During this time, members of Crossing Fences and the students discussed role models within the community. The students then had to reach out to these role models and plan, record and edit an interview with them.

Joining us to discuss the project are Larry Berger, executive director and Chanessa Schuler, multi-media specialist of Saturday Light Brigade Radio.

Julia Johnson on Protests Following Eric Garner Decision

Dec 4, 2014
Britt Reints / Flickr

In the wake of a New York grand jury’s decision not to indict a white police officer in the alleged chokehold death of Eric Garner, protests erupted around the nation -- including in Pittsburgh’s Oakland neighborhood. Local social justice organizer Julia Johnson joins us to offer her take on the local and national reaction to the Garner case.

Responding to critics who pointed out that last night’s protests in Oakland disrupted traffic and disturbed the community, Johnson explains, “that small inconvenience is the price people have to pay for allowing this system that oppresses people, that kills people and has no accountability for the murderers.”

The protests in the Garner case have been especially impassioned, Johnson says, because of growing momentum that has been built in recent weeks and months following the Ferguson case.

Johnson explains that in response to a series of national and local cases of police brutality against African Americans, a coalition of Pittsburgh activists and concerned citizens has created a list of demands in the interest of social justice and police accountability.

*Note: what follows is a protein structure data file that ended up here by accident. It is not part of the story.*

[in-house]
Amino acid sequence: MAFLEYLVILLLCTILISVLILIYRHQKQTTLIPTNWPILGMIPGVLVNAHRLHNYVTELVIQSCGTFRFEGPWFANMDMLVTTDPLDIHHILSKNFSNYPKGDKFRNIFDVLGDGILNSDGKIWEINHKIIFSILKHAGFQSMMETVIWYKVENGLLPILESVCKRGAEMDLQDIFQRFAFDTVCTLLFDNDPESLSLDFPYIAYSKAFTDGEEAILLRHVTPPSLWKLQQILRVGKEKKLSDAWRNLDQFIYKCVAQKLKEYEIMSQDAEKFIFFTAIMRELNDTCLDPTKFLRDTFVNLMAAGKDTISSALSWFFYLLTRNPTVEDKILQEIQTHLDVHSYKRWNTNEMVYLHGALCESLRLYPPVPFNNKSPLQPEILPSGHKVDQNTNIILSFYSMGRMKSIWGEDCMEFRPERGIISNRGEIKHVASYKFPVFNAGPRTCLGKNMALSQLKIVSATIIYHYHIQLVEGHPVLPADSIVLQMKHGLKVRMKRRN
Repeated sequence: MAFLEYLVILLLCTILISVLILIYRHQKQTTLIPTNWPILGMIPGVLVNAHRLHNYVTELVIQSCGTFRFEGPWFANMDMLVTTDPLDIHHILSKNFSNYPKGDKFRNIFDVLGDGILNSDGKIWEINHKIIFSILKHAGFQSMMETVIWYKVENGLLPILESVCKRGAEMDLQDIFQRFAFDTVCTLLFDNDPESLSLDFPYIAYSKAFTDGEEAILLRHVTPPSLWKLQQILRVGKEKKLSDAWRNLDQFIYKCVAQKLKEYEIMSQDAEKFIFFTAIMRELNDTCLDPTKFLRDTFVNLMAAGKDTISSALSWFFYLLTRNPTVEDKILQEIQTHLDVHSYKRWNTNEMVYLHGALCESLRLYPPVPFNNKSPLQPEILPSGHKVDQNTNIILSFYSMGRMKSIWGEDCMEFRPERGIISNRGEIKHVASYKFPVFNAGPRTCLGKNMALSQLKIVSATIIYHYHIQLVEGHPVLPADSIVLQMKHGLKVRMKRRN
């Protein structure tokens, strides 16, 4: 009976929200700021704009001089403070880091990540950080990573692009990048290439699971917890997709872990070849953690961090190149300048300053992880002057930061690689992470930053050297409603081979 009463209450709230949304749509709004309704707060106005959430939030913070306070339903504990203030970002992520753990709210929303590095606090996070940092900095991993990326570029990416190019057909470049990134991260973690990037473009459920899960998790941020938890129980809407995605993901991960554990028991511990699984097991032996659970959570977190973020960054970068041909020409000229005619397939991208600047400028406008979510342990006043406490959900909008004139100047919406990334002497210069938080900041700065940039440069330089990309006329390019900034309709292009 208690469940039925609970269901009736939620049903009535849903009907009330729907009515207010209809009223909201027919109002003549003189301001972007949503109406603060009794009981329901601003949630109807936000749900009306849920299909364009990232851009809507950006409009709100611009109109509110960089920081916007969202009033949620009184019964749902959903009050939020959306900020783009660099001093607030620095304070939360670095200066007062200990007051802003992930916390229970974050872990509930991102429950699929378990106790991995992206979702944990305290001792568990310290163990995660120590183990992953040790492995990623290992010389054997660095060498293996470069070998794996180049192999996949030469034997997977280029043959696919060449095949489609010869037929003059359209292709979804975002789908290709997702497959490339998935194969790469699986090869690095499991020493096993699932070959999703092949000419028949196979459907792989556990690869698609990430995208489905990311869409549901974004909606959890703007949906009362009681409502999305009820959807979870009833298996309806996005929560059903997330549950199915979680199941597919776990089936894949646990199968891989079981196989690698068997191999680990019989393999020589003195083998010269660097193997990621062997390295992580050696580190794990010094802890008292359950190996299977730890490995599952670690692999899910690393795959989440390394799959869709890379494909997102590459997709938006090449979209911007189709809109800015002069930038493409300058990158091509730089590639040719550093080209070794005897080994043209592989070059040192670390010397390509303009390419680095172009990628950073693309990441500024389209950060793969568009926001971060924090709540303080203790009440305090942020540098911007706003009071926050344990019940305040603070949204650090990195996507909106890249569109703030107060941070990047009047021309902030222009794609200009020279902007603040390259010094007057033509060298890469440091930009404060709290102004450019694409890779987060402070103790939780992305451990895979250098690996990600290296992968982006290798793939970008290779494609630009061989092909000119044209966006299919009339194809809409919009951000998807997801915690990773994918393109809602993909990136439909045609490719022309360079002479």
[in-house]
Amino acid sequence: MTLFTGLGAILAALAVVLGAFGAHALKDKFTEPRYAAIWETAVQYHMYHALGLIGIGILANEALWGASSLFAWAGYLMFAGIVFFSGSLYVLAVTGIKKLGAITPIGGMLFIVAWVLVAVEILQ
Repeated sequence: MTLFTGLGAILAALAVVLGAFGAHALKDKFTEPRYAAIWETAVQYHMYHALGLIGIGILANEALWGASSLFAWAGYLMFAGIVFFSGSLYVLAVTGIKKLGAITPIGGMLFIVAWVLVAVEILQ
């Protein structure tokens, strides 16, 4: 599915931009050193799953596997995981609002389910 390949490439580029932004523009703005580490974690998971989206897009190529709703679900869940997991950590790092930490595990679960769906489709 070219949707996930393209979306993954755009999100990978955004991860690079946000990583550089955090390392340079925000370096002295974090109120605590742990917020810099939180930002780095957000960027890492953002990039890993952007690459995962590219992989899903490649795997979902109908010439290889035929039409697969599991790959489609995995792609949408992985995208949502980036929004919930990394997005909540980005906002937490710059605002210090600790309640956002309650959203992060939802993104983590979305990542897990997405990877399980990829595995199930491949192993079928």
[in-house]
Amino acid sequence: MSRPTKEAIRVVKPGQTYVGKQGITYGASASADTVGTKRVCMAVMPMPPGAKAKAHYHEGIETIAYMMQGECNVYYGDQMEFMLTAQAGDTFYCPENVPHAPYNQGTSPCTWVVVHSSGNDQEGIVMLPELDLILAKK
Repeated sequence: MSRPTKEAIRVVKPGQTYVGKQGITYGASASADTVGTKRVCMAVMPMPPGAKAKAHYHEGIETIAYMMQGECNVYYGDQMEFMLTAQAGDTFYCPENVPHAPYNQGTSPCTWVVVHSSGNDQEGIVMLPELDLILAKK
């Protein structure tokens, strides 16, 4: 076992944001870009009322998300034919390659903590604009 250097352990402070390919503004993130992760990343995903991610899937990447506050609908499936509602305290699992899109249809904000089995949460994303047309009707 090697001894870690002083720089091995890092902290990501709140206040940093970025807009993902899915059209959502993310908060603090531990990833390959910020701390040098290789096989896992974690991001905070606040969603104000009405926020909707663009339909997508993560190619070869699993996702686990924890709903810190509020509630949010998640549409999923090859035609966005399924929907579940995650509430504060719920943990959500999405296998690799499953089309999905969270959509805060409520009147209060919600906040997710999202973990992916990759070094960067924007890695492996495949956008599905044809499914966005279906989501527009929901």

Protest footage courtesy of The Pitt News:

thomas alan / Flickr

Now that a group of local foundations has purchased the August Wilson Center for African American Culture, and it's back in community hands, what is the best way for the Center to move forward?

We'll talk with Pittsburgh Post-Gazette columnist Tony Norman who has plenty of ideas about what the AWC needs.

A New Deal for the August Wilson Center

Sep 30, 2014
Heather McClain / 90.5 WESA

With an August Wilson Center deal all but done, we'll look at the surprise agreement to sell the embattled downtown cultural center to a coalition of foundations for $8.85 million. A New York-based developer with plans of turning the building into a hotel has offered $9.5 million for the structure, but community outcry asking for the center to remain a locally held cultural institute apparently tipped the scales toward the foundations' bid. Tribune-Review reporter Natasha Lindstrom joins us for an update.

Mark Nootbar / 90.5 WESA

A newly formed group hoping to improve the political clout of Pittsburgh’s black community is calling out the four remaining Democratic mayoral candidates to respond to what it is calling a “Black Agenda.”

The Pittsburgh Black Political Convention was formed this year and will send to each candidate its “Black Agenda” later this week. The candidates will then be asked not only for a written response, but also to appear for what will amount to an oral test before a community gathering in the Hill District on April 19.